Violators beware

China’s burgeoning green laws pose challenges for international firms – and those who don’t stay ahead risk reputation and money. Justin Gerdes hears the message loud and clear at a chinadialogue seminar.

For China’s environmental protest movement, the summer and autumn of 2011 were a busy few months. American firm Johnson Controls was forced to shut down a lead-acid battery plant in Shanghai after 25 local children were diagnosed with lead poisoning; a coalition of Chinese environmental groups accused Apple of ignoring illegal pollution in its supply chain; two oil spills in Bohai Bay, kept secret for 30 days, left US conglomerate ConocoPhillips facing lawsuits; and Greenpeace released a report documenting serious pollution in China’s textile industry. 

Meanwhile, a chemical plant in the port city of Dalian was ordered to close after 12,000 people took to the streets to voice safety concerns; and, in September, a crowd of 500 people stormed a Jinko Solar compound in Haining, after it was discovered toxic waste from the facility had killed fish in a nearby river.

This litany of incidents illustrates the growing pressure the public and NGOs are able to wield in the fight against pollution in China, Alex Wang, attorney and visiting assistant professor at UC Berkeley Boalt School of Law, argued at a recent chinadialogue law seminar in San Francisco. “There’s no doubt that there seems to be an increased pressure and intensity,” he said. Armed with an ever-expanding body of environmental law, these players are pushing for change in the corporate world, and – the seminar’s US audience heard – international firms operating in China must pay attention.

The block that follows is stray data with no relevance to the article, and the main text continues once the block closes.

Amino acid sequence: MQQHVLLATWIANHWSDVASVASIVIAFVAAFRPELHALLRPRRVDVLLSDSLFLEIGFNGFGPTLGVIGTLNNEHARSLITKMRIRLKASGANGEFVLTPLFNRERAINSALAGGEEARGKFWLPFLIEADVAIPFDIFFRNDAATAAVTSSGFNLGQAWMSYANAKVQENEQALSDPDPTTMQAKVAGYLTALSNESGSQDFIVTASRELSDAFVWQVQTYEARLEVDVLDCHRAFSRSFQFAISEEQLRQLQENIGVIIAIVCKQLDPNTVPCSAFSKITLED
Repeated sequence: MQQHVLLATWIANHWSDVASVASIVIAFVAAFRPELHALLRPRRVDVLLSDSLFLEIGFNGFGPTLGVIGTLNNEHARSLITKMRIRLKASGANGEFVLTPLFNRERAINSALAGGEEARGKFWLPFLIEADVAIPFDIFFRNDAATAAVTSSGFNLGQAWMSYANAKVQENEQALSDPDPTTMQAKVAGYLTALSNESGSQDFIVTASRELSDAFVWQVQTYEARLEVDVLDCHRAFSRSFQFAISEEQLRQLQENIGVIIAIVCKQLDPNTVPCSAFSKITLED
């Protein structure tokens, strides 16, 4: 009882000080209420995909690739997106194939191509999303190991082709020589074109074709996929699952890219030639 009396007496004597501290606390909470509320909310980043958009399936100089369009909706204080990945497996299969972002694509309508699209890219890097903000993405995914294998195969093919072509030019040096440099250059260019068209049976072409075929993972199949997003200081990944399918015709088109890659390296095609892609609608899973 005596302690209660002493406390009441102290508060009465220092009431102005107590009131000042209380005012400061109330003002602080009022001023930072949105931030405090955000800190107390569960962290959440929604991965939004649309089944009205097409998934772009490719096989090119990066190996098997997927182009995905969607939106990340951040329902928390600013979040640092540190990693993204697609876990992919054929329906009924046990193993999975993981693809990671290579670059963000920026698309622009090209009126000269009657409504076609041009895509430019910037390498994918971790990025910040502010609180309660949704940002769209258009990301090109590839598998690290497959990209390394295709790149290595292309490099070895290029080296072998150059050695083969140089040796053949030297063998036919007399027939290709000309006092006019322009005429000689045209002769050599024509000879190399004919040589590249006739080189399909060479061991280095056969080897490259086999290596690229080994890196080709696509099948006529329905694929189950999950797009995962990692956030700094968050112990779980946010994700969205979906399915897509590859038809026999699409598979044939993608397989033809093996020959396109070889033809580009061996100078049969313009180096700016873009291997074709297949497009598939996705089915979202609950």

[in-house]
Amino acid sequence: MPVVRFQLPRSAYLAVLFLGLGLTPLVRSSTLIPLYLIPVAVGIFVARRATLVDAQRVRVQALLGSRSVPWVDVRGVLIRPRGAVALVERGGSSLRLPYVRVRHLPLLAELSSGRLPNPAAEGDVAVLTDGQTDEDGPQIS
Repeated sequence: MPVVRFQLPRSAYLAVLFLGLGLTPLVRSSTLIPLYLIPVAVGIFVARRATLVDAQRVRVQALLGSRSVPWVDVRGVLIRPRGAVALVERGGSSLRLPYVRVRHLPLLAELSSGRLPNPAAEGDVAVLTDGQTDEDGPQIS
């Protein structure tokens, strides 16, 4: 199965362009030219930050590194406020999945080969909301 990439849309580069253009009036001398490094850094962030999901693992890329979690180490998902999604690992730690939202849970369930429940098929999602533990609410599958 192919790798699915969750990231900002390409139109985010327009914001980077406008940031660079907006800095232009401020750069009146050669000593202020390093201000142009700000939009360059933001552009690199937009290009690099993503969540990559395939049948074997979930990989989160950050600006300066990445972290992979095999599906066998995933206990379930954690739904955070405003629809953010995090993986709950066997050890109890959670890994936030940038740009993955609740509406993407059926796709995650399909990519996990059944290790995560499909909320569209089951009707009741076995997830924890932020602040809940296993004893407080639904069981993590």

According to Charles McElwee, a formerly Shanghai-based lawyer and author of Environmental Law in China: Managing Risk and Ensuring Compliance, the swell on the street is increasingly likely to be reflected in the courtroom. Despite serious obstacles, McElwee believes there is growing citizen recognition of China’s expanding body of environmental and tort law. “As the number of lawyers in China increases, as the public becomes more aware of tort claims, as people start to make the connection between health complaints and pollution in their locality,” we should expect to see more Chinese seek redress for environmental harm in the courts, he said at the same seminar, which was co-organised with Asia Society Northern California.

That China has environmental laws on the books is news to some outside the country, too. “When I mentioned to someone when I first moved to China that I was an American lawyer focusing on Chinese environmental law, they said, ‘Well, that must be easy because China doesn’t have any environmental law,’” McElwee said. “Fortunately, with that attitude, they turned into one of my best clients because, in fact, China has a full suite of environmental laws. If you don’t pay attention to them, you will be in trouble.”